• Ensure they have “Need And Solution Alignment” (NASA), before introducing solutions.

  • Apply the concepts of servant leadership when selling.


  • Work to understand people’s value drivers (how they perceive value) and what matters most to the individuals with whom they’re working).
  • Work with buyers and customers to create or co-create solutions that will deliver value from their perspective(s).
  • Communicate value clearly, personalized for the value drivers and what matters most to whom they’re speaking.


  • Work during the situation assessment to understand the outcomes that matter to influencers and decision makers.
  • Conduct the above-mentioned Gap and Impact Analyses to ensure a compelling business case exists.
  • Work during solution design and help buyers and customers implement to achieve the desired outcomes.

A Necessary Shift in How Sales Forces Proceed

Make the dot connections among the elements of being consultative, buyer-centric, value-focused, and outcome-oriented. If you truly want to evolve your methodology and sales force’s behavior to be consultative, this is the best-in-class model to get you there.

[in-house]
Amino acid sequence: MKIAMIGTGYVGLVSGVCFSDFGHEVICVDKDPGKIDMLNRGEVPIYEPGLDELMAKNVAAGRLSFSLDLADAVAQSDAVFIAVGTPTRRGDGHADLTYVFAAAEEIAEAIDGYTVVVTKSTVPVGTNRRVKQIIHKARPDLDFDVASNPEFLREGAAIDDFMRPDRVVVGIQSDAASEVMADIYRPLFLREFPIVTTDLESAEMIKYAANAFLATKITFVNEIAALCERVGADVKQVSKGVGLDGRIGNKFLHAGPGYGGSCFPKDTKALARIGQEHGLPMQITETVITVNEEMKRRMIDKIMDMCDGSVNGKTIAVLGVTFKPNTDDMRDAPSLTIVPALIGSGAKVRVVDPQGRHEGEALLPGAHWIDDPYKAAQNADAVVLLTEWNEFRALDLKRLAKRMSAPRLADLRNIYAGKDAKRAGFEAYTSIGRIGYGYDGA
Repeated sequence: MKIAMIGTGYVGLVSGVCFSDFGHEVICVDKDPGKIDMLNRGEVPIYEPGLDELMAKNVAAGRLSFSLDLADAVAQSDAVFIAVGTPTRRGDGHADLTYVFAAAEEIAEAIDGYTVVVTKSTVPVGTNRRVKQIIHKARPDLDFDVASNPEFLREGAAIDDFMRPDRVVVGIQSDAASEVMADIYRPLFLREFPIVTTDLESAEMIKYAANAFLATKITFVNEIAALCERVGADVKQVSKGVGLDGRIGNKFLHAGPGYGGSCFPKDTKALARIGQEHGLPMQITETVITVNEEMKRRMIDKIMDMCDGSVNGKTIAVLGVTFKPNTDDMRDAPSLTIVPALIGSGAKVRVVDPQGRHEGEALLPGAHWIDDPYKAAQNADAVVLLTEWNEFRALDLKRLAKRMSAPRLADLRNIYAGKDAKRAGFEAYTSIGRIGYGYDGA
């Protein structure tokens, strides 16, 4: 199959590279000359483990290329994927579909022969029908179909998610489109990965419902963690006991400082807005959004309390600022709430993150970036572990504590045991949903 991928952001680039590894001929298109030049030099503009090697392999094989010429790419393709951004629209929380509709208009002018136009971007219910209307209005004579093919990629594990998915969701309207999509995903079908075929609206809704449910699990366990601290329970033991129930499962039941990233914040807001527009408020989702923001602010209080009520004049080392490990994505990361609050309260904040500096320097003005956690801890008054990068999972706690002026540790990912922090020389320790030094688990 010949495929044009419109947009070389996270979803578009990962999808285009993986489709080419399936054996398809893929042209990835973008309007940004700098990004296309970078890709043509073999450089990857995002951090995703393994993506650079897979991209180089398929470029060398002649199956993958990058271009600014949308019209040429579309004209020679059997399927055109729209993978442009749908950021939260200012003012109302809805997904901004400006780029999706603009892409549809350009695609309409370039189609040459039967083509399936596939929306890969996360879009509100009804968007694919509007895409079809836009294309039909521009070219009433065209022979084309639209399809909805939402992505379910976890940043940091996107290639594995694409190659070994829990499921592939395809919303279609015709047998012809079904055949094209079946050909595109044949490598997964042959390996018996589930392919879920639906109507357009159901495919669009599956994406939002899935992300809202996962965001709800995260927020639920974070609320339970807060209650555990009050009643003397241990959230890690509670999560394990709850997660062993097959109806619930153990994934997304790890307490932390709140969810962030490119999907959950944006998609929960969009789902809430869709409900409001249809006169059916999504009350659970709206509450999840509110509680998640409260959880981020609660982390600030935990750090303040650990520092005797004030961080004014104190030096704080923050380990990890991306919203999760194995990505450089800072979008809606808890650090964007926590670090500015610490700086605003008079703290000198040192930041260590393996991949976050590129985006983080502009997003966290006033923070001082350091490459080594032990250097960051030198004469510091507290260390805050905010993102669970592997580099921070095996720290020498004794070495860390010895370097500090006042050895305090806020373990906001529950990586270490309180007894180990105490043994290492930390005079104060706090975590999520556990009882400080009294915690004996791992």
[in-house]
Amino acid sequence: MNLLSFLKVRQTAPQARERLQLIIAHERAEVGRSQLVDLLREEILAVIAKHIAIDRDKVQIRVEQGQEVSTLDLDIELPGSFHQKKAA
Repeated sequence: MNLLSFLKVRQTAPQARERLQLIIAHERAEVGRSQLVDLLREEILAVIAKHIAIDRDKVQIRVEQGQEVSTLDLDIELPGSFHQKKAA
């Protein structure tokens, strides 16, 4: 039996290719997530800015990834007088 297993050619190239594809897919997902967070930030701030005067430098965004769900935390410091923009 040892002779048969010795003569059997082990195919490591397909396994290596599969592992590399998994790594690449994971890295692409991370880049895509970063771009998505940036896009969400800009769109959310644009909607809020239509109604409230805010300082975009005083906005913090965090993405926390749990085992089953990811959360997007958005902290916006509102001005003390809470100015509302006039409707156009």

This is a true shift in the way that many sales forces go to market and sell. It’s certainly possible to accomplish, and depending on your current state, changes in buying behavior, and your industry and target market, it may be a mandatory shift soon to assure you not only survive but thrive.

Also, note that there are other shifts in methodology that have occurred, more recently, but haven’t achieved widespread adoption, such as:

Insight selling:

The effective use of data, insights, expertise, and experience, to help buyers and customers see around corners, recognize problems and opportunities they may not have fully realized yet, or reduce risks, and then act accordingly to improve their outcomes.

Adaptive selling: